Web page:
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Old 12-11-2013, 04:43 AM   #1
Blindnil
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Default pitching yeast at bottling

So I have a RIS that I brewed in early March, 2013. I want to bottle it soon.

It started at 1.109 and finished at 1.026. I want to bottle it but I think I need to add yeast after 7 months of aging. (It was racked twice because my yeast flubbed out after 3 weeks at 1.040, so I racked it to a washed cake of -05 and it finished at 1.026)

From what I've read, adding yeast and priming sugar to aged beers seems relatively straight forward, however, I have never read anything about a finished gravity this high and priming sugar/yeast ratio.

Do I worry about adding priming sugar to a final gravity beer that is this high in residual sugar? Would the fresh yeast simply eat the remaining sugar in the final product and become carbonated without additional food for the yeast? Is there a reason to add priming sugar? Should I just bloom the yeast, add to the bottling bucket a third of the way through transfer from the carboy, give a very gentle stir and bottle as normal?

Or do I add the normal amount of priming sugar (I like them stouts at a low 1.6 vol. co2) to the bottling bucket and the yeast, hoping I will not have any bottle-bombs?

I've heard some friends say that my yeast will still be viable and to just prime at bottling. I'm not convinced or comfortable with this idea as its the biggest and most complex beer I've made to date and I don't want to open a bottle next year and have flat brew. Any advice? Thanks in advance!



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Old 12-11-2013, 04:53 AM   #2
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After that long of an aging period, I'd be inclined to pitch about 1/4 packet of Notty or US-05 on it in the bottling bucket.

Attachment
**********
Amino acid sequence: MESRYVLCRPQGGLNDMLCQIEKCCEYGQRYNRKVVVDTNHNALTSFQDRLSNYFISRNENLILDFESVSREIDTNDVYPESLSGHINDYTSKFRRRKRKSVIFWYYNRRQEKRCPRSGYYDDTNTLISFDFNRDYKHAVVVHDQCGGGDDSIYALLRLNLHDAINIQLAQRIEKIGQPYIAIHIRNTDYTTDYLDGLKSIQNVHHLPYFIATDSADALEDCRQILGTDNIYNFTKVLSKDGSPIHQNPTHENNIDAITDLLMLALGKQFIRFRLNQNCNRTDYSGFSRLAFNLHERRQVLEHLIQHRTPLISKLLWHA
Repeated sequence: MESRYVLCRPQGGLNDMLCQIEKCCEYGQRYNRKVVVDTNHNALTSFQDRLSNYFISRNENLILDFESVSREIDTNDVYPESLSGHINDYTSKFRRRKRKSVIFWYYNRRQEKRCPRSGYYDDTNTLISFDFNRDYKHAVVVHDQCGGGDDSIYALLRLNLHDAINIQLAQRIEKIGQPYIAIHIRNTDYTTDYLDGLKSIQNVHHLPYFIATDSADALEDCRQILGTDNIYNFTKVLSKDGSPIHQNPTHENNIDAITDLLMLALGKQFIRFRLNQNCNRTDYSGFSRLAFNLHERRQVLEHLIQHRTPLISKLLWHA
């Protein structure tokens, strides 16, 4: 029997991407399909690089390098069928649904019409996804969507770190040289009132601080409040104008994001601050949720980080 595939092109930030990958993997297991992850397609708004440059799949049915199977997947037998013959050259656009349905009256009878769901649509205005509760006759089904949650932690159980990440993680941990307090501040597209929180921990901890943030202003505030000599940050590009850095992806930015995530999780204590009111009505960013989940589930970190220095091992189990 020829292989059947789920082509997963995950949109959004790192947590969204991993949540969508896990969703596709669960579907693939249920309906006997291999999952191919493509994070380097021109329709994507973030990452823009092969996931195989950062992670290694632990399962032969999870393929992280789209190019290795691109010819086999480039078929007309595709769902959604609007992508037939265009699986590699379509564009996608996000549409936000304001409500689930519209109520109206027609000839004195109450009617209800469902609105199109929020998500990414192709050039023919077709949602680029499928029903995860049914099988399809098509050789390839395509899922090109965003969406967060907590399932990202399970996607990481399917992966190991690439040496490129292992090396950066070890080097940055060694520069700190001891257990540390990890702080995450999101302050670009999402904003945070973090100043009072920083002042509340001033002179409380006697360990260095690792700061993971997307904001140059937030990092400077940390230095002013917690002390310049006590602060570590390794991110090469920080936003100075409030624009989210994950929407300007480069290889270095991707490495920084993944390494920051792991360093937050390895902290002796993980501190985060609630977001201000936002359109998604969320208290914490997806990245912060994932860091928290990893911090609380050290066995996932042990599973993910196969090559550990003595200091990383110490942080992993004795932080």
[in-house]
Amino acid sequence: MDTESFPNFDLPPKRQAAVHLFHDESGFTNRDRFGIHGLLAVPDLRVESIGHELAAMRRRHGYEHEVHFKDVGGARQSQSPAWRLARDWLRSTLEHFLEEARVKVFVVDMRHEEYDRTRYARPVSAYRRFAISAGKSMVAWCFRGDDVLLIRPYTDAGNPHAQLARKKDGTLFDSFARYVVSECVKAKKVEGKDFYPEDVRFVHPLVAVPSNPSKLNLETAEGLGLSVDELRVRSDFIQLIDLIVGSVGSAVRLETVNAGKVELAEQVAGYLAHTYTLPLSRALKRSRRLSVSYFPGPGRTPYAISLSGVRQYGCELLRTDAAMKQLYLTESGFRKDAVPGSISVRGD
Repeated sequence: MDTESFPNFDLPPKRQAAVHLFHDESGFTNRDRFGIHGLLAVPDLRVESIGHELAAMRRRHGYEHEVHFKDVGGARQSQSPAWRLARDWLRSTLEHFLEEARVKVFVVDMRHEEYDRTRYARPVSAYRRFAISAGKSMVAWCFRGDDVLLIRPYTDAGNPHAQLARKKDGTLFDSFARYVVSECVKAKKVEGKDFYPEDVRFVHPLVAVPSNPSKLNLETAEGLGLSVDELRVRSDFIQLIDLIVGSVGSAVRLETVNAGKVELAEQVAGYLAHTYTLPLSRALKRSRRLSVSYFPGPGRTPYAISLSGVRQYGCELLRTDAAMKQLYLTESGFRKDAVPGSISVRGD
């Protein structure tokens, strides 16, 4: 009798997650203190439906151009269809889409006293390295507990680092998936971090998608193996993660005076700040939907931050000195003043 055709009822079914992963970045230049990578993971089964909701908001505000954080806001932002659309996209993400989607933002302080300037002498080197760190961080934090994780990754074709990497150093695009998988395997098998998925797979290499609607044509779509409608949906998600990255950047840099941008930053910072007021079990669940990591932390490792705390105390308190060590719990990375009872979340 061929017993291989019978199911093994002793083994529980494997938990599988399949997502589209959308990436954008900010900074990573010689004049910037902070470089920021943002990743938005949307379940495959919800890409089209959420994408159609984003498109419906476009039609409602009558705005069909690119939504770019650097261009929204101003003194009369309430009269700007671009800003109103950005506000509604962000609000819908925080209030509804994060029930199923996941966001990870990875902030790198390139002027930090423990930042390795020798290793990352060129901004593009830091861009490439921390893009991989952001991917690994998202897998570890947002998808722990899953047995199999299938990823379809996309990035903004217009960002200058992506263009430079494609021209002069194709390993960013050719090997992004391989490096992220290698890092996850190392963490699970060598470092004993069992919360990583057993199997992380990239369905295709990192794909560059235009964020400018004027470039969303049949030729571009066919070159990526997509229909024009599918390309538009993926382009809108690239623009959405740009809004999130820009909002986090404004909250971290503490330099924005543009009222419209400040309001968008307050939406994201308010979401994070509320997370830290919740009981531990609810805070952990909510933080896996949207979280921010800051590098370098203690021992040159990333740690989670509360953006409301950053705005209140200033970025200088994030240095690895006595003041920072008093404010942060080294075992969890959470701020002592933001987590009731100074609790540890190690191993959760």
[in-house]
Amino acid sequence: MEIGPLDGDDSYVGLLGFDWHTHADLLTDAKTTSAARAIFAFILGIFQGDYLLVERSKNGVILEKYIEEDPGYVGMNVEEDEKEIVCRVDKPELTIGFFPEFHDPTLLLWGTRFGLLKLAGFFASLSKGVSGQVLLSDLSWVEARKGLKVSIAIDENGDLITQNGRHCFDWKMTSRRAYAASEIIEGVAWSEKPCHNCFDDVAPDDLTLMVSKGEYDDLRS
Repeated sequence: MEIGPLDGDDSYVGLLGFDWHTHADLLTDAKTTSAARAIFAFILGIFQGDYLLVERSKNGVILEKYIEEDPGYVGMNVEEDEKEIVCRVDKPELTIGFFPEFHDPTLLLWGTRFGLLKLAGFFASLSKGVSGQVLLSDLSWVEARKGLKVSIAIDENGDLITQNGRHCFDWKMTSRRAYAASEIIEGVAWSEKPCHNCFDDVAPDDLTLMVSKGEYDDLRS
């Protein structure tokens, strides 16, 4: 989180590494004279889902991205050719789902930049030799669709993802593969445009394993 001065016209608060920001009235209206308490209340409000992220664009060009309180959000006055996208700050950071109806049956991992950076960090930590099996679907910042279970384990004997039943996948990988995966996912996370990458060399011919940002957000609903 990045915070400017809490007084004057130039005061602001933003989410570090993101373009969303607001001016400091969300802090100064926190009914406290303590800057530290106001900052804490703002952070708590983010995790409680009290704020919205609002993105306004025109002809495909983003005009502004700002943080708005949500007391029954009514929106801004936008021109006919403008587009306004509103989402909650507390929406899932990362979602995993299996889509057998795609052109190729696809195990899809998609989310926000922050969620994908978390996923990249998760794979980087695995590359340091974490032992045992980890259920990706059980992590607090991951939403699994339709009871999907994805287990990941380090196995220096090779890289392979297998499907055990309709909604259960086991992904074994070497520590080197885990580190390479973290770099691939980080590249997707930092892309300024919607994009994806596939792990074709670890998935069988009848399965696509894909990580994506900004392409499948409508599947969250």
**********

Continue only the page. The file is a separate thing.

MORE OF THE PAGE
Considering the OG, at 1.026 I'm thinking that you're done with the fermentables. Prime with sugar as you normally would. If you don't, you're going to end up with a very flat batch of RIS.



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Old 12-11-2013, 04:54 AM   #3
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use a wine or champagne yeast. any residual sugars at this point will be long-chain sugars that wine yeast can't consume. the only thing they'll have to eat is your priming sugar.

i'd aim for slightly higher than 1.6. after 7 months, the CO2 will have almost all escaped from your beer. priming calculators assume that your beer is relatively fresh and that CO2 hasn't completely off-gassed.

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Old 12-11-2013, 04:58 AM   #4
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should I go about adding a champagne yeast differently than an ale yeast? Would montrachet or a champagne be better, or does it matter?

Thanks!

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Old 12-11-2013, 06:44 PM   #5
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Quote:
Originally Posted by Blindnil View Post
should I go about adding a champagne yeast differently than an ale yeast? Would montrachet or a champagne be better, or does it matter?

Thanks!
nope, add it in the same way. to be certain, i'd add 1/5 of a packet (a gram or two is plenty), rehydrated, to your bottling bucket.

you can also add a bit more (maybe 1/3 of a packet) to you fermenter 48 hours before bottling. that will give it time to eat up any residual sugars, if that's a concern. you want to add a little more than you would to the bottling bucket, because some of that yeast will settle out in the fermenter.


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Drinking: a chocolate oatmeal stout, a belgian imperial stout, a Vertical Epic 09.09.09 clone
Fermenting: a split-batch belgian blond/saison
Aging: an oud bruin, a BDSA/Dubbel thingy, a soured Saison, my "Wild Oats" brett/sour, and some other stuff i can't think of at the moment...
Up next: who knows. maybe providing links to recipes for the above beers.
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